The surface albedo feedback and lapse rate feedback are both positive at high latitudes and dominate contributions to Arctic amplification; however, their meridional structures are quite different (Feldl and Roe 2013). The surface albedo feedback is strongly positive at high latitudes and zero elsewhere. The lapse rate feedback, on the other hand, represents various atmospheric processes that affect the lapse rate differently. Generally speaking, the lapse rate feedback is associated with deviations in tropospheric warming with altitude. In the tropics, the vertical structure of warming tends to follow moist adiabats and hence be enhanced aloft. As a result, outgoing longwave radiation is enhanced, which is a negative feedback relative to vertically uniform warming. However, at high latitudes, tropospheric warming instead tends to maximize near the surface. This bottom-heavy structure is typically found in the presence of boundary layer inversions, and it results in a relative decrease in planetary emission temperature (and hence reduced cooling to space)—a positive feedback on surface temperature. Thus, the lapse rate feedback transitions from negative to positive from the equator to the poles.

Local Arctic processes, such as sea ice retreat and sea surface temperature (SST) changes (Deser et al. 2010; Serreze et al. 2009), influence the low-level atmospheric temperature. Additionally, the thermal structure aloft is set in part by large-scale turbulent eddies that act to stabilize the atmosphere. Eddies redistribute energy upward and poleward, with the magnitude of their flux scaling diffusively (Schneider and Walker 2006; Held 2007; Zurita-Gotor and Lindzen 2007; Jansen and Ferrari 2013). As a result, the meridional temperature gradient, which weakens under Arctic amplification, exerts a controlling influence on the extratropical lapse rate. O’Gorman (2011) expanded upon early studies based on dry theory to include the effect of latent heat release, which permits stability to increase in spite of the reduced meridional temperature gradient with warming. Recent work has emphasized the competition between local and nonlocal factors in influencing the lapse rate feedback and Arctic amplification in GCM simulations (Screen et al. 2012) and in analytic models (Payne et al. 2015; Cronin and Jansen 2016). Importantly, the different driving mechanisms have different fingerprints on the vertical structure of temperature change.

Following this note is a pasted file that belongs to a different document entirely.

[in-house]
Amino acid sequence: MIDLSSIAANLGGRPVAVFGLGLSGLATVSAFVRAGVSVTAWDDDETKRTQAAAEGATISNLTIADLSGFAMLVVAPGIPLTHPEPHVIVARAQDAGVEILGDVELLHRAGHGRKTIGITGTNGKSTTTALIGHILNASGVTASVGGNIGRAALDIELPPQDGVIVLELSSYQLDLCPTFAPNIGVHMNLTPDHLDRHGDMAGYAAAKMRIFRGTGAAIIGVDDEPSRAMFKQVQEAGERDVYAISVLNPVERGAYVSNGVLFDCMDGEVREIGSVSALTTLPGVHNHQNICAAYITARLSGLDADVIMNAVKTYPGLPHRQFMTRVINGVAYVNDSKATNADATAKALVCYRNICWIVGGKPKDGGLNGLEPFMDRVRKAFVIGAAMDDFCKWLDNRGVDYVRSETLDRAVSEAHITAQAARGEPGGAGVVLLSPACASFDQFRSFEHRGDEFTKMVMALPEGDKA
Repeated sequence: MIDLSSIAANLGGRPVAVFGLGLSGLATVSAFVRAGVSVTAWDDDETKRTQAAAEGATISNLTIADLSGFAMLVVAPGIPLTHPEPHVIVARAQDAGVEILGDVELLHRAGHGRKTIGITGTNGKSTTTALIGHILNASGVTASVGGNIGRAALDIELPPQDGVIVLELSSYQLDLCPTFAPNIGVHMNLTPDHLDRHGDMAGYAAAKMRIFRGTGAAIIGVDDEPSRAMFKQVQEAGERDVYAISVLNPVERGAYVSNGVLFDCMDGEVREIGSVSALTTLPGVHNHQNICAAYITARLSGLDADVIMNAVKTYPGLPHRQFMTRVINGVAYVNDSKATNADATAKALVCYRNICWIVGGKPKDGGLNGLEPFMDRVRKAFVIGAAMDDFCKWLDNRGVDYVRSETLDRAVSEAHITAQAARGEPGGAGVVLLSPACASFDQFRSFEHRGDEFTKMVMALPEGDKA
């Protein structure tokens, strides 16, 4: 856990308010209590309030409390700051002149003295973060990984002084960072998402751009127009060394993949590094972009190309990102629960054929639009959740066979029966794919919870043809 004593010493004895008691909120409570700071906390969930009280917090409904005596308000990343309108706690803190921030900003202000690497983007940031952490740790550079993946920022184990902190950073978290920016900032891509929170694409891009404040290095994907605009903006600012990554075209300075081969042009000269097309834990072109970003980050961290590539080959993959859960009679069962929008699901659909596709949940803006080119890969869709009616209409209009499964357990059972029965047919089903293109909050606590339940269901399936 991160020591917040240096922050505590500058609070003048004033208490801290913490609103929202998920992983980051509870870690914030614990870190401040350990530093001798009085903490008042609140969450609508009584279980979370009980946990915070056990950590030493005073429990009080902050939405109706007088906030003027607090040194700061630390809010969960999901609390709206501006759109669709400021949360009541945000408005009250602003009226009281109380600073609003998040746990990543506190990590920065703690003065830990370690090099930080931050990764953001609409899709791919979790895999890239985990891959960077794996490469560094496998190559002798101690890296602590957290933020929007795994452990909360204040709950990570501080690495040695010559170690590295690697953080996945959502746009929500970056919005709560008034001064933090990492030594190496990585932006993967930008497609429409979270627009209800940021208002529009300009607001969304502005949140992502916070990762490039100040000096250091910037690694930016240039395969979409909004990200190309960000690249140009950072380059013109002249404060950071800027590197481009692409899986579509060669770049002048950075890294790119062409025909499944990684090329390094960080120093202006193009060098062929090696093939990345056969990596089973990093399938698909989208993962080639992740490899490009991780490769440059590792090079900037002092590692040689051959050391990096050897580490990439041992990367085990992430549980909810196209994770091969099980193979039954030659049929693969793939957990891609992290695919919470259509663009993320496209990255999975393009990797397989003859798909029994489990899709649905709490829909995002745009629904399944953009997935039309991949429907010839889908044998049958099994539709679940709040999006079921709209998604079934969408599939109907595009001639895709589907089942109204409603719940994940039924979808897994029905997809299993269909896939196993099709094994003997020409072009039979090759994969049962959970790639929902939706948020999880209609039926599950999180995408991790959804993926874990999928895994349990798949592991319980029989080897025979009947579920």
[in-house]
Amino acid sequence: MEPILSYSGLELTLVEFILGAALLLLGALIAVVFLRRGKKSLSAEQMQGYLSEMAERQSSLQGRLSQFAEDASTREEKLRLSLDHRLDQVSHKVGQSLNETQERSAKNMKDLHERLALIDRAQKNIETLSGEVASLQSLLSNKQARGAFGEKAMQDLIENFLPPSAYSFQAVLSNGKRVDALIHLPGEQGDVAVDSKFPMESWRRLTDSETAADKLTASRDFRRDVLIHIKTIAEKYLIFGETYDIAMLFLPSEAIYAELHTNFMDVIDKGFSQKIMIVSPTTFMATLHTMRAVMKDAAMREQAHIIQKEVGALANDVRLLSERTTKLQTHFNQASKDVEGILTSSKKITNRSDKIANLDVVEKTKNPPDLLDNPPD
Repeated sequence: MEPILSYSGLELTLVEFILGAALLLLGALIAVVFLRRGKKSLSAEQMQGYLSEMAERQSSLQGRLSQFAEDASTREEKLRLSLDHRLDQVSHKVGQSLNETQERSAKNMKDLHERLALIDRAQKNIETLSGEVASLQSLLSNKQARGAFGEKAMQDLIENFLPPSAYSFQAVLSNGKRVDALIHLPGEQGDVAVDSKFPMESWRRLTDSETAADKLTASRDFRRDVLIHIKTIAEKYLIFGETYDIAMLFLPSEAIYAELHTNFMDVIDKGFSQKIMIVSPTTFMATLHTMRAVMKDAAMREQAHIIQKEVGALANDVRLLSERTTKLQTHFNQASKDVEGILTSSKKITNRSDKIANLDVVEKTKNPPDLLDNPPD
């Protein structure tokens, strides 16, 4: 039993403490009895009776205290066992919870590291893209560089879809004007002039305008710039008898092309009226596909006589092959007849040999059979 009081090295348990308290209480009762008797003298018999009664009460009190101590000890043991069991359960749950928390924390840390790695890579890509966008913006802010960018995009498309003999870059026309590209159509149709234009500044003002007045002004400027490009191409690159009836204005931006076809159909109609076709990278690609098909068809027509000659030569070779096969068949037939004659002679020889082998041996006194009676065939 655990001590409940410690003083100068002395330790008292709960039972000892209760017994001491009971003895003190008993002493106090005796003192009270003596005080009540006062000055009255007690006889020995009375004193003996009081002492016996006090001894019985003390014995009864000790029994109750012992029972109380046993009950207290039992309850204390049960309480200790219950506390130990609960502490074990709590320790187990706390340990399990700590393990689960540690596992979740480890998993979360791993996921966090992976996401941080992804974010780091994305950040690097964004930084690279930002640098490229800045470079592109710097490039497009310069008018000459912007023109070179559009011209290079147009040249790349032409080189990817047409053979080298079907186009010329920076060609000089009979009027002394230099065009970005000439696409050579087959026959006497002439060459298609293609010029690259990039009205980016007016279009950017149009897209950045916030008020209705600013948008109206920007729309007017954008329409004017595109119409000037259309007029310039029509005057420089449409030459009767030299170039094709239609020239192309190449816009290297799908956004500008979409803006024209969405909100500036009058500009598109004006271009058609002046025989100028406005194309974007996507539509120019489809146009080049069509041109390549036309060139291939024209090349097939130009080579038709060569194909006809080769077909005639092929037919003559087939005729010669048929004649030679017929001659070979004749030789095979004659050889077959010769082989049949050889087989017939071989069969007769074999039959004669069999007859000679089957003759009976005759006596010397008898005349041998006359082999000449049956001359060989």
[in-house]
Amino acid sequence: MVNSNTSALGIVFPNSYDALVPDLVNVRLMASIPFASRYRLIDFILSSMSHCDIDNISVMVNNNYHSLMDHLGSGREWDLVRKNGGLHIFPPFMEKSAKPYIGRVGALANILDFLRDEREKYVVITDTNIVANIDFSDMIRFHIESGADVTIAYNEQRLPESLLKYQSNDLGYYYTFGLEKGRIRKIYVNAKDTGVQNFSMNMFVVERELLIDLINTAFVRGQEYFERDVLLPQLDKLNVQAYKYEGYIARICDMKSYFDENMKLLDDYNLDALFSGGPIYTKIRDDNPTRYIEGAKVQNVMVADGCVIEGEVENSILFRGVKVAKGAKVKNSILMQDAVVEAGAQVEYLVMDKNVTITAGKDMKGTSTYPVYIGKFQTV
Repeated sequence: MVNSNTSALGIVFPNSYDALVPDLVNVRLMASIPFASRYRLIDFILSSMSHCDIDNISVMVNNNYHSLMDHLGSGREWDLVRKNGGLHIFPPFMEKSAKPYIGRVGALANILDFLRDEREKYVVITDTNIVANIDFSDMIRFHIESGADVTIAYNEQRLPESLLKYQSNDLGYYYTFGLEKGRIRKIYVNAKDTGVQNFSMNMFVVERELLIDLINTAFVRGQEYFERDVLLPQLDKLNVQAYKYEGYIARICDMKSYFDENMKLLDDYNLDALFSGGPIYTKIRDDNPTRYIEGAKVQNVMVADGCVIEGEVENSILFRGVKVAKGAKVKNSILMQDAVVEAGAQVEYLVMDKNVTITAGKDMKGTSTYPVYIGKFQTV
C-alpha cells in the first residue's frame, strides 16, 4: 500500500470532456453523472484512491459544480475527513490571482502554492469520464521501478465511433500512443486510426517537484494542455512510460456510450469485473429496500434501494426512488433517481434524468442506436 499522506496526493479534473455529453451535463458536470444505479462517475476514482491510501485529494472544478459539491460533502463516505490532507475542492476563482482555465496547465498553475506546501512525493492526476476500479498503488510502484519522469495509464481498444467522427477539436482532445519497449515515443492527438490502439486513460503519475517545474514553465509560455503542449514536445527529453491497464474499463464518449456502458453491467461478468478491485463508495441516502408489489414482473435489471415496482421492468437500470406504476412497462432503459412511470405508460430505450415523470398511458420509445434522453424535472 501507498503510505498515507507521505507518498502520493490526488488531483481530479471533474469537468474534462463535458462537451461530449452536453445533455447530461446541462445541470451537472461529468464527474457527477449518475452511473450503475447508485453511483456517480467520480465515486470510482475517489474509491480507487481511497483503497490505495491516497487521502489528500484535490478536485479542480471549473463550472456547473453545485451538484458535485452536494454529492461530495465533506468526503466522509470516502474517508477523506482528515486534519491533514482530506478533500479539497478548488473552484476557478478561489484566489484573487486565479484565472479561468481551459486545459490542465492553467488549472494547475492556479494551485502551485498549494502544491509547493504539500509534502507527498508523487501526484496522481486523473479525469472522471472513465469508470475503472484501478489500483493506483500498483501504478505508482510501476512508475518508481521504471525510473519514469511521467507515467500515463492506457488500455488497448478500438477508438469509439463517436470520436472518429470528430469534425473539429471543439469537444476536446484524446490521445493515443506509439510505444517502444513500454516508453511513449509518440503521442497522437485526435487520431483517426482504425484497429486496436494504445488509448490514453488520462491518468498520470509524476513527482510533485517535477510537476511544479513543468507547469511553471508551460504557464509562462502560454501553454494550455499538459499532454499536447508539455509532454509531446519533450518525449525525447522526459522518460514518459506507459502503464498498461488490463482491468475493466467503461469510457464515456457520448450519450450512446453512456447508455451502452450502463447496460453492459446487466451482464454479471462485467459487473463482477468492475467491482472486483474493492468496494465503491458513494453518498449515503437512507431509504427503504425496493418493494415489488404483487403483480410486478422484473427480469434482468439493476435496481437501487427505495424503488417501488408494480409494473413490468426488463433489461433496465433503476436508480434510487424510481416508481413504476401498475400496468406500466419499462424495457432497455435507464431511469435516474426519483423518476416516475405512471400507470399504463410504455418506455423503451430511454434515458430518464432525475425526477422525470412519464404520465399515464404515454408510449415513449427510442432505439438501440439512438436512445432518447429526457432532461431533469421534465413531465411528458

From the remote perspective, then, the lapse rate and its feedback are determined in part by the midlatitude circulation. Yet, feedbacks in turn modulate atmospheric heat transport. Feedbacks are defined as additional radiative fluxes at the top of the atmosphere in response to an external climate forcing; in equilibrium, the forcing and the sum of the fluxes from feedbacks are together balanced by changes in atmosphere and ocean energy flux divergence (Zelinka and Hartmann 2012; Feldl and Roe 2013; Feldl and Bordoni 2016). In other words, in a slab-ocean aquaplanet model, any individual feedback acts to increase the atmospheric energy flux divergence at latitudes where the feedback is positive. A relationship between atmospheric heat transport and Arctic amplification is also evident in state-of-the-art coupled ocean–atmosphere models. Figure 1 shows the change in poleward energy flux based on 18 CMIP5 models forced by the RCP8.5 scenario. While more than two-thirds of the simulations exhibit anomalous divergence of atmospheric energy flux in the Arctic (not shown), the high Arctic amplification composite is additionally characterized by an anomalously equatorward energy flux north of 60°N. This result suggests a limit on the increase in poleward energy flux, and motivates our investigation via a series of idealized experiments.